Residents will read the hospital and pharmacy department orientation manuals and staffing location checklists. Residents are responsible for reading the Residency Manual. Readings will be provided for specific in-services for the resident to read ahead of time. The resident is expected to know how to locate, interpret, and use online guidelines, policies and procedures from the department and from the Pharmacy& Therapeutics Committee. Residents taking ACLS training will be responsible to borrow an ACLS manual and read it prior to class. Residents will need to become CITI certified to be ready to submit project proposals to RAC and the IRB.

 
Typical Daily/Weekly/Monthly Activities:

The orientation and training schedule will be Monday through Friday for the first 5 weeks of the PGY1 residency. Days will start between 7 and 8A according to preset schedule. The first 2 weeks will be Epic training classes in the computer lab and department orientation classes in the pharmacy conference room related to policies, procedures, staff expectations, technologies, resident expectations, meeting staff, etc. Some days will be spent in the computer training lab and in the residents’ office. The clinical practice training days will occur later for 3 weeks either in the central operations/order-verification area (Track A) or Community Pharmacy and clinic areas (Track B) and decentralized clinics/units/pharmacy satellites based on staffing and longitudinal clinical rotation sites. Residents will be paired with a pharmacist expert/trainer for their training shifts. The resident will be responsible for coming to orientation prepared each day to learn the workflow and staffing requirements of the area. Residents will read all assigned readings and actively participate in orientation. They will be responsible for developing basic staffing stills by the end of the orientation month including evaluating patients, making recommendations, and managing daily workflow.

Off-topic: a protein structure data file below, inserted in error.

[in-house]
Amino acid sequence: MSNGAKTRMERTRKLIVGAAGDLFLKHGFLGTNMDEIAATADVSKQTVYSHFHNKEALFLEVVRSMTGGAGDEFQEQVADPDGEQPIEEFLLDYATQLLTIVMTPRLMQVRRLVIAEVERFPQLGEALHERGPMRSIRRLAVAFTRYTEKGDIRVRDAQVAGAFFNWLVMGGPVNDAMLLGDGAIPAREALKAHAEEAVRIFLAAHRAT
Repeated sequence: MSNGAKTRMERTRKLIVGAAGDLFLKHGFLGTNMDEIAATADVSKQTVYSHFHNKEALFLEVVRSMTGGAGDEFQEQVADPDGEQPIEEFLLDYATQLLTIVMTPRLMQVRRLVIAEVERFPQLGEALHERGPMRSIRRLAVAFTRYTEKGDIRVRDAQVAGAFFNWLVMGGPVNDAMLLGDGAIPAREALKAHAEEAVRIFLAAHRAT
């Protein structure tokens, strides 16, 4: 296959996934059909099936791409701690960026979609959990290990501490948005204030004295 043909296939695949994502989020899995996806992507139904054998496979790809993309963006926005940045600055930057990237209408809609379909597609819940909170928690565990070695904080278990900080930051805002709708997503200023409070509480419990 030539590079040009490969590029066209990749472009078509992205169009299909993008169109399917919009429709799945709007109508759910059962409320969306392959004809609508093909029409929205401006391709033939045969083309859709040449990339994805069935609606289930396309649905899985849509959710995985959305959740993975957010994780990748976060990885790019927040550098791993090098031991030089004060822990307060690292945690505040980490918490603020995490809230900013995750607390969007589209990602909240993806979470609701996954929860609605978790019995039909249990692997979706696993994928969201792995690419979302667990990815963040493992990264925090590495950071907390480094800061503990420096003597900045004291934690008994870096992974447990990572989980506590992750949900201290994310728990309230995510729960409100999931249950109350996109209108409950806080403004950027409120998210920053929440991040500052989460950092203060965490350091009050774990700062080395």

Evaluation Process:

The resident will receive oral feedback from preceptors as they learn each new skill or task. The training manual contains check sheets for each centralized or decentralized preceptor to sign when the resident demonstrates the skills necessary to work in the assigned area. The resident will have a final summative evaluation after their training shifts are complete and their competency checklist is completed. This summative evaluation will be face-to-face and include comments from pharmacists who have worked most with the resident. The preceptor’s evaluation will be recorded in PharmAcademic during a face-to-face evaluation. Residents will complete a learning experience evaluation and a preceptor evaluation with notes on all trainers in PharmAcademic.

 
Last updated: July 2017